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Old 02-27-2007, 02:18 PM
 
Location: S.W.PA
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A lot of Welsh folk were imported from Wales to mine coal throughout Appalachia. In PA there are a lot of Welsh in the N.E. part of the state, with equal parts Polish. There is little evidence of Welsh culture however. I believe there are good numbers of Welsh in northern Michigan and southern Ontario.
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Old 02-27-2007, 04:58 PM
 
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<slightly off topic, but are the carolinas becoming more like florida? ive never been, but ive seen alot of pictures and it looks very gentrified and modern....>

My guess is a lot of immigration from California and other overpriced places trying to find cheaper housing-- and it's making those Southern places more expensive now too. http://www.housingtracker.net/ shows median housing price in Raleigh is actually passing Minneapolis and Denver, which surprised me a bit. They seem to be overbuilding in many places...overpriced developments still going up even as the housing market stalls. Wonder how many of those will be empty a year later.
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Old 08-08-2007, 02:22 PM
 
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Read a book called "Dance called America". It described emmigration from Scotland and Ireland to the US and Canada during the Jacobite uprisings and the Highland clearances.
This book is a must, and once you start reading it you can't put it down.

(The title is based on the name of a Scottish dance from the 1700's)
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Old 08-08-2007, 03:37 PM
 
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Chicago area has a big irish ethnicity to it. The mayor is of irish descent.

Mostly on the south side, they have the biggest st. paddys day parade, but the west suburban area has lots of irish that moved out from where they originated on the west side.

My descendants were west side irish during the chicago fire era, that was a big irish community.

Lots of celtic/irish stuff going on here for sure.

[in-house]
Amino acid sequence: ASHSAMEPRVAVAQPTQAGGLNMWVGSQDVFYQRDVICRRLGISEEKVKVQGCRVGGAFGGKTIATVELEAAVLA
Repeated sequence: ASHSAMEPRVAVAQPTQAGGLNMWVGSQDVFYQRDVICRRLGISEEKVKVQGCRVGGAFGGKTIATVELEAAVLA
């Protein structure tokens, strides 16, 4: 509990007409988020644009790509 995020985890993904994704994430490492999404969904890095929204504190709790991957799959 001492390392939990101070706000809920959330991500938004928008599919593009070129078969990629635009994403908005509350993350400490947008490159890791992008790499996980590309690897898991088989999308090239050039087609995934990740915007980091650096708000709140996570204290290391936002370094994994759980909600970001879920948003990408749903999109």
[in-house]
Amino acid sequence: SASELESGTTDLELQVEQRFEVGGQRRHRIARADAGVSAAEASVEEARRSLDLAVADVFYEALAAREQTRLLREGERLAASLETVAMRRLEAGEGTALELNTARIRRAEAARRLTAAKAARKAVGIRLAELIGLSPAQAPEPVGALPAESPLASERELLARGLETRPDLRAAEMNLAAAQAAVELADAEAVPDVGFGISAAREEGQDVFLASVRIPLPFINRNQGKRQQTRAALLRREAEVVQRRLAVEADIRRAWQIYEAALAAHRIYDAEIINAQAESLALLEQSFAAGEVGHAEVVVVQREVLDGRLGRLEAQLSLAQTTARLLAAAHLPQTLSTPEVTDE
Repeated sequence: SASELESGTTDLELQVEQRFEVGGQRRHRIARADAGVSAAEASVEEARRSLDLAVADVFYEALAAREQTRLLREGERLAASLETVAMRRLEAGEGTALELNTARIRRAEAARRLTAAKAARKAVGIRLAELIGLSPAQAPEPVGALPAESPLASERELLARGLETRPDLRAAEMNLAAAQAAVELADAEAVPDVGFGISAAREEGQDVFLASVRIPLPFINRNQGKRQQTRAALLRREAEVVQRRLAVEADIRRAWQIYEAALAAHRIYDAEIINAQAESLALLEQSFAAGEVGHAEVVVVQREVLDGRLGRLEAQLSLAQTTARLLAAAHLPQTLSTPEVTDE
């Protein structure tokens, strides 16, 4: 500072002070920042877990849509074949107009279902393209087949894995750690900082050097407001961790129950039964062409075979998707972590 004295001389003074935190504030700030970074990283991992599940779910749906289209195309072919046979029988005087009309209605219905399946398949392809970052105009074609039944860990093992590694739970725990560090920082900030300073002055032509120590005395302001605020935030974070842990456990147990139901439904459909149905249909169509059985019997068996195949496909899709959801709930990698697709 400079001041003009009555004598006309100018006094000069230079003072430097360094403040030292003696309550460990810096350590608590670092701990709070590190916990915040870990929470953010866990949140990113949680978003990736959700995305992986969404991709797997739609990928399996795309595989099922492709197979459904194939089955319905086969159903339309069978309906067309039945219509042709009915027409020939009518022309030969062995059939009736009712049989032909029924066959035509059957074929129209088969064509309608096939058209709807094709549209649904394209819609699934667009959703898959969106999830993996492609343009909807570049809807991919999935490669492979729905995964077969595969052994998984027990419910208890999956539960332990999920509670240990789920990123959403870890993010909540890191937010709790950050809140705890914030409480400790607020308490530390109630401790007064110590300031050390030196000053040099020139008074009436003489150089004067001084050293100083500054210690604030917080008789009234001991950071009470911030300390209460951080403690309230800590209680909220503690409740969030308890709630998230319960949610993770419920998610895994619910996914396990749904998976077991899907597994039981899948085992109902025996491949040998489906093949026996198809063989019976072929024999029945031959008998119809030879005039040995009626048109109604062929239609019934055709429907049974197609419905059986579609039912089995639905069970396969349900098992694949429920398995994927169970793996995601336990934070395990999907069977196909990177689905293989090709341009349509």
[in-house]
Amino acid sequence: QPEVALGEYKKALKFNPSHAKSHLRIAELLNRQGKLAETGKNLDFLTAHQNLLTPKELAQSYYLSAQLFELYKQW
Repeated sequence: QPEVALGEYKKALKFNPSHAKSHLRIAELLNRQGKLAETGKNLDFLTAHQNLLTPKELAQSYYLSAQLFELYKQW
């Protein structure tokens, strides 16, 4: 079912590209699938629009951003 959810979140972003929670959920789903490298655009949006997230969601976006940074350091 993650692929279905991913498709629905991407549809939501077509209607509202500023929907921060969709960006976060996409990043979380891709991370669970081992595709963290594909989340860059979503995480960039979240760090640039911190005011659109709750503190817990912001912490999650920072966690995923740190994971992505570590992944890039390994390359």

Also when we were in the cincinnati area two summers ago, we went to an irish music festival that was put on by the northern kentucky fenians group. I guess there is a big irish area in cinncinnati/covington kentucky area? who knew?
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Old 08-08-2007, 10:55 PM
 
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Butte, Mont., at one time, had a bigger Irish population per capita than Boston. I would imagine that still exists to an extent.
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Old 08-08-2007, 10:56 PM
 
Location: Chicago
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Quote:
Originally Posted by scottyr View Post
does anyone know any areas in the united states that have alot of celtic (scottish, irish, scots-irish, welsh) people aside from the inner city neighborhoods in boston/nyc,etc?

is there anywhere where even the rural areas have celtic-descended people that have influenced the local culture (ie-with fiddle-playing and pub culture)?

anywhere evocative of rural irish-life in america?
All over the mountains and foothills of southern Appalachia -- though it's not so much a pub culture as a whiskey/moonshinin' culture, and the moonshinin' is a fast-fading tradition. Fiddle playing, yep... but we adapted Celtic music to our own tastes and called it Bluegrass. It was particularly cool to hang out in Asheville NC and listen to the hill music in the bars and over speaker systems in shops and what-not. Green Man/Jack of the Woods in particular comes to mind. Great music at that place.
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Old 08-09-2007, 10:38 AM
 
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Originally Posted by stevo6 View Post
A lot of Welsh folk were imported from Wales to mine coal throughout Appalachia. In PA there are a lot of Welsh in the N.E. part of the state, with equal parts Polish. There is little evidence of Welsh culture however. I believe there are good numbers of Welsh in northern Michigan and southern Ontario.
Also Welsh in MN"s Iron Range, where they and teir decendents work the iron mines. Small pockets of Welsh farmers in SE Iowa, too.
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Old 08-09-2007, 10:39 AM
 
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The Irish built the Erie Canal in the 1800s, and large numbers of their decendents can be found in every city and town along its route, from Buffalo to Albany.
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Old 03-13-2008, 12:02 PM
 
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the most irish section that ive seen is in south buffalo. they have pubs on every street corner, irish flags on alot of the buildings and even the street signs are in gaelic.
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Old 03-13-2008, 12:15 PM
 
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Charleston, SC.
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